Our third site visit was to the Powell House in the Old City neighborhood of Philly. Powell House is a historic house museum, and a great example of 18th century architecture, and design. The history of Samuel and Elizabeth Powell, and the line about George Washington dancing in one of the rooms, quite frankly didn’t interest me much. To me, the most interesting part was the history of how it became a historical house and how it has been able to maintain as such. This interested me because it speaks to gender dynamics, class and racial dynamics, and the whole concept of period rooms being sold.
Firstly, gender dynamics played into the formation of it becoming a historical house. The house was saved from destruction through the funding of Francis Wister and the Colonial Dames. This history was similar to that of George Washington’s house that was constructed through the funding of a women’s organization. I find it interesting that women seem to have lead many efforts in historical preservation, yet the narrative that they perpetuate is still one that is male dominated and patriarchal. Another interesting aspect of how Powell House came to be was the class and race dynamics that became more evident the more we were told. Francis Wister, was a wealthy white women, and therefore she had the means and privilege to put thousands of dollars into restoring the Powell House. While you could argue that, that privilege was being put to good use by saving the house, she no doubt used it to create her own narrative. One that minimized, if not totally erased that of the servants and slaves that worked there and were apart of its history.
Finally, the one other aspect of the Powell House the captured my attention was how the majority of the house was not original, and that many of the rooms had been sold to other museums. The concept of period rooms being in other museums, was one that took me a while to wrap my head around. It seems odd to me that, one would put a whole room in a museum, as a way to tell and show the history of that room, instead of restoring the original room in its original building. When you remove a period room from its original structure and its historical context, you are automatically changing how it is perceived, and therefore the history it is telling.
For our second site visit, we went to The Wagner Free Institute of Science. The building itself is a prime example of 19th century architecture, and is located basically on Temple’s campus, although not technically. When walking up to the building, two things caught my attention. Firstly, given how the building has been preserved, it sticks out among the homes and apartments that are all more contemporary. Secondly, I had never heard of the Wagner before and was surprised when I realized how close it was to campus and where I live.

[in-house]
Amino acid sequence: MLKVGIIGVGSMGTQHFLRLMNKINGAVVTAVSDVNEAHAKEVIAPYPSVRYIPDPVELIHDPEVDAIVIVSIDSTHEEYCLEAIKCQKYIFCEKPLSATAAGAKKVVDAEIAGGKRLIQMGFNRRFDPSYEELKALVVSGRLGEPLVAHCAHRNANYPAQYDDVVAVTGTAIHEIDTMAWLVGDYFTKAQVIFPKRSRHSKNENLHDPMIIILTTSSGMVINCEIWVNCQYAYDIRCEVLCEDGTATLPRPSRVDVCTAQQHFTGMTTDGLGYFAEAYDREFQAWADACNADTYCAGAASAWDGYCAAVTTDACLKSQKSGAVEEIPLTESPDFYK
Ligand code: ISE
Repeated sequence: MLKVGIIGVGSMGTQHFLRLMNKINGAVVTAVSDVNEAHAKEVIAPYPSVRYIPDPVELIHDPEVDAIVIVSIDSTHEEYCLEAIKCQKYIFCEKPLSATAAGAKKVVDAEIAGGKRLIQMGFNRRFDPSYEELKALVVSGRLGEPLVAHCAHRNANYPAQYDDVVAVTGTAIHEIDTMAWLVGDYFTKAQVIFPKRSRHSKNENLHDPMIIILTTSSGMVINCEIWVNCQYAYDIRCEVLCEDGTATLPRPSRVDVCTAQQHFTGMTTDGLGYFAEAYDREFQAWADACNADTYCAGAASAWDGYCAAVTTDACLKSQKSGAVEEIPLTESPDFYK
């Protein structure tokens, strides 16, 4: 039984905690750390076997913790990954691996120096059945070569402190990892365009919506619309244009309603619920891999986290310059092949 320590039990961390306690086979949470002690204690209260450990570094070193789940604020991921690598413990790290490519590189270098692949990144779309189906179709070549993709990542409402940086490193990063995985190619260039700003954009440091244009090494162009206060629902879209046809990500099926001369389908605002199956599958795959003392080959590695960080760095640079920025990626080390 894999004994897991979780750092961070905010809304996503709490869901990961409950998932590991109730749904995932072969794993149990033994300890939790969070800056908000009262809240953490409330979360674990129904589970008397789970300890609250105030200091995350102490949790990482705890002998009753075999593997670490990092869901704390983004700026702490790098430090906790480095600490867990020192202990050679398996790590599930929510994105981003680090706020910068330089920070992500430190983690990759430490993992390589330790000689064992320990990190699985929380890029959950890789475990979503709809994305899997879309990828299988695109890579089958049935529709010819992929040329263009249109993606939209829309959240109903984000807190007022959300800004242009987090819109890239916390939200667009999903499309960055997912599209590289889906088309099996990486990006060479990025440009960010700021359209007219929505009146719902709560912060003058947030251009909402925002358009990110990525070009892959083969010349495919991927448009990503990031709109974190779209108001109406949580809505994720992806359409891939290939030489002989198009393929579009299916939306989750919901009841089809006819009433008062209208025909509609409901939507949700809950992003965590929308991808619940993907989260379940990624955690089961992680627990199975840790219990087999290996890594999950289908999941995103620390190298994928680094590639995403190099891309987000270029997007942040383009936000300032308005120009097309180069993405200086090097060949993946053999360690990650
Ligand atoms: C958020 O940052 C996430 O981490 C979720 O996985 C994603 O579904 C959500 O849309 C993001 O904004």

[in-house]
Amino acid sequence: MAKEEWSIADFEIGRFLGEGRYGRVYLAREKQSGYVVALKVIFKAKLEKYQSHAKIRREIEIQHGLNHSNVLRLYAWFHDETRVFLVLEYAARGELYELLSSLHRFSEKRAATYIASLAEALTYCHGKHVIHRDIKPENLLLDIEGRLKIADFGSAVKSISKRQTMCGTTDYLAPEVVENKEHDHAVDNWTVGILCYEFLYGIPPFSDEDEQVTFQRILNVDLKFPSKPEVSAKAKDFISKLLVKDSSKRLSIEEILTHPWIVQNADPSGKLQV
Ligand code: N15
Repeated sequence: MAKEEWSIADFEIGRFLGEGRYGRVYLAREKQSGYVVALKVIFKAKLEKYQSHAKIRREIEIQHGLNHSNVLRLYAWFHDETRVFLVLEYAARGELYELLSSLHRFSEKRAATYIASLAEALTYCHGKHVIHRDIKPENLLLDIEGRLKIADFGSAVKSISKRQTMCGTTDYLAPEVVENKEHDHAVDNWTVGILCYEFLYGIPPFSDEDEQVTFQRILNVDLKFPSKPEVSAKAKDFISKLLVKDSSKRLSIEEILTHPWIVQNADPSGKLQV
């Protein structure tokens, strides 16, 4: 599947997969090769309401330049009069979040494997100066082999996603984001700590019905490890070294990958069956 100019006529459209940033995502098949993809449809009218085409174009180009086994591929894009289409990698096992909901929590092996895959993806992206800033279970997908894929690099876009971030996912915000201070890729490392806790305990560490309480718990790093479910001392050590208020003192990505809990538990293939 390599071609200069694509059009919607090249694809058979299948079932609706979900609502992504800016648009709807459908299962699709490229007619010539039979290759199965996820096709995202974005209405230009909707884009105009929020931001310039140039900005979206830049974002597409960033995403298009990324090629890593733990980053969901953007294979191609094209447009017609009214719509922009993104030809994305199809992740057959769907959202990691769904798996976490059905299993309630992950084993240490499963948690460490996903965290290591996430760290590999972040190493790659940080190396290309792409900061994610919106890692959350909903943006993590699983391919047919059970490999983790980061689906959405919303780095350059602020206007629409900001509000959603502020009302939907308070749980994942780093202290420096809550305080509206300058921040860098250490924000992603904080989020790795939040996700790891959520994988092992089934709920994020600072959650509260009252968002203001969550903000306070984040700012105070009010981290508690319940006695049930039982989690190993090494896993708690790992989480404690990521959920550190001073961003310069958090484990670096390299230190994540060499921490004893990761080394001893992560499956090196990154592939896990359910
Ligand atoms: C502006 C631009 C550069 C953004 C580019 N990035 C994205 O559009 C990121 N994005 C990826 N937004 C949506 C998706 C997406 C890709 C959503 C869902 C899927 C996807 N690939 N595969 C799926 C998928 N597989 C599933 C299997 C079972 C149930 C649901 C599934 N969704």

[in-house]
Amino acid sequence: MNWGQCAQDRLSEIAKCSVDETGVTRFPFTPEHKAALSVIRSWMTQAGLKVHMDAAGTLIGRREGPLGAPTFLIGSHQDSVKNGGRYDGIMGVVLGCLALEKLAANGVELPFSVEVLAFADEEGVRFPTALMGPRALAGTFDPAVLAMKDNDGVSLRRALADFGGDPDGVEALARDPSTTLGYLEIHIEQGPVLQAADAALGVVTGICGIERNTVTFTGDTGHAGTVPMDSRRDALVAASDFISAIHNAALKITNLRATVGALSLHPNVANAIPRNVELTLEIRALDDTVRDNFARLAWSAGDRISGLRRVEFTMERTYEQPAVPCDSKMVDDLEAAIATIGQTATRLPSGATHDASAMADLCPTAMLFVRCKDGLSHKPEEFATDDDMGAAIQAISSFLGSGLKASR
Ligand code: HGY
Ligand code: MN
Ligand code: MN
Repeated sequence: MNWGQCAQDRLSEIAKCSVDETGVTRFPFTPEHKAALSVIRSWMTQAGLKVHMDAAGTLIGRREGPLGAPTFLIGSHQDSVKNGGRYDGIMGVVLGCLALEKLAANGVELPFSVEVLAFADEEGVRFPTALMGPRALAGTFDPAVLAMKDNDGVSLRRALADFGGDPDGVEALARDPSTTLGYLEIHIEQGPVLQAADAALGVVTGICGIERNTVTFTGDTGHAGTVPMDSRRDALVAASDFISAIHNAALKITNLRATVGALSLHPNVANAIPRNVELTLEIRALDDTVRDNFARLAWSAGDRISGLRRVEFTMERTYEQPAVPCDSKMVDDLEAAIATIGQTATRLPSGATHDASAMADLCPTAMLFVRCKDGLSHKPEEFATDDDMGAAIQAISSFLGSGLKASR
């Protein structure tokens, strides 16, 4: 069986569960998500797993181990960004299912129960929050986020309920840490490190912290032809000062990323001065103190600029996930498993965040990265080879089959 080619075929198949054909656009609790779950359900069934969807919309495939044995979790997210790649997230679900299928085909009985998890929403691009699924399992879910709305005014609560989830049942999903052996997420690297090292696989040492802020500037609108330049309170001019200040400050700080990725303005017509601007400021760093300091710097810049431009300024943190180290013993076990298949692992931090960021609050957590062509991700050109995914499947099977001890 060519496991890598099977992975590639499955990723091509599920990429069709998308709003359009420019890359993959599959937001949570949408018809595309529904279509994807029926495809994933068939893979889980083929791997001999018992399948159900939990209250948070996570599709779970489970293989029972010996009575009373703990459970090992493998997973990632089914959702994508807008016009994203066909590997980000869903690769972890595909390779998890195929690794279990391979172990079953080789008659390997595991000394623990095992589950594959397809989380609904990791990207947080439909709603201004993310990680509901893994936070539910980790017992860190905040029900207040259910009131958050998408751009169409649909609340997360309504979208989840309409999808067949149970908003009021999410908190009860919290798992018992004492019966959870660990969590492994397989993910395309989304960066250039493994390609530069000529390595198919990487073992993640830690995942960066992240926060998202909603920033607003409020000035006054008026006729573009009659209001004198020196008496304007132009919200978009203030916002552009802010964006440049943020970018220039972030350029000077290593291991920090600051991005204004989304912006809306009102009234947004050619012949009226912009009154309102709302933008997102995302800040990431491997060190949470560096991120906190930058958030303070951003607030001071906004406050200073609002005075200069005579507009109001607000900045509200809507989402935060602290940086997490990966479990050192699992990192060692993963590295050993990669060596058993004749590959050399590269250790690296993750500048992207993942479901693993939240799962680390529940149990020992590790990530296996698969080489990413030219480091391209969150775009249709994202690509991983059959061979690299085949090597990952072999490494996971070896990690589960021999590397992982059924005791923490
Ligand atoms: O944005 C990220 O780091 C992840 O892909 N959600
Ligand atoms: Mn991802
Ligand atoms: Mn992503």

When we went in to the building, I was instantly greeted with a look of 19th century interior design. This continued as we were guided into the auditorium. A big room filled with seats, positioned in a circle around the center. It was not hard to imagine the room filled with people from the 19th century, given that all the seats had been maintained, and the original wood floors would creek with every movement.
After hearing more about the history of the Wagner, we were guided upstairs into the exhibit room. The upstairs exhibit room, was honestly amazing for a number of reasons. First, It gives you a direct look at how the 19th century was exhibited back then. It was a full sensory exhibit. You see how it is uniformly organized, how it feels how the radiant heat, and even how it smells from the old wood. All of these things work in unison to transport back to the 19th century. The second reason why the Wagner was amazing, was because of what was being exhibited. The room was full of cases of natural scientific artifacts that ranged from stones and taxidermied animals. All of the artifacts were accompanied by cards detailing their name. Many of these cards appeared to have been hand written, which was very impressive. My personal favorite of the day was the cases of bugs. Not because I have any particular fondness for bugs, but because the cases were filled, from top to bottom with bugs ranging in sizes, and they were all evenly spaced. The attention to that amount of detail, and for it to still intact truly exciting to see.
The other week, I had the opportunity to visit Independence Hall and the surrounding area. Due to human error on my part, and the maze of road closures on the part of the President, I unfortunately missed the group and was thus left to my own devices. I started my self-guided tour walking around the grounds of Independence Hall. The last time I’d been to Independence Hall, I was a child, and have little memory of that trip, so as I walked around, both inside and outside, it was very much like experiencing it for the first time.
As I walked around the Mall, the narrative that was trying to be conveyed became quite obvious. The preservation of the buildings and rooms, the cobblestones streets that surrounded the Mall, and the expansive green space that continued for two blocks. All of these things, were working together to transport the viewer back to the time of independence and more importantly, the time of Americas greatness. Given the current political climate, I could not walk around, seeing all this, without a applying a very critical and political lens. When I walked through Congress Hall, and Independence Hall, these places took on a whole new meaning, within the context of today. It made me think of how, the meaning of a public historical site can change, because the audience brings their own bias with them. Maybe, if my political feelings were different, I would have viewed Independence Hall as this beacon of democracy and all around great place. However, because I brought those bias’s with me, those feelings were lost on me.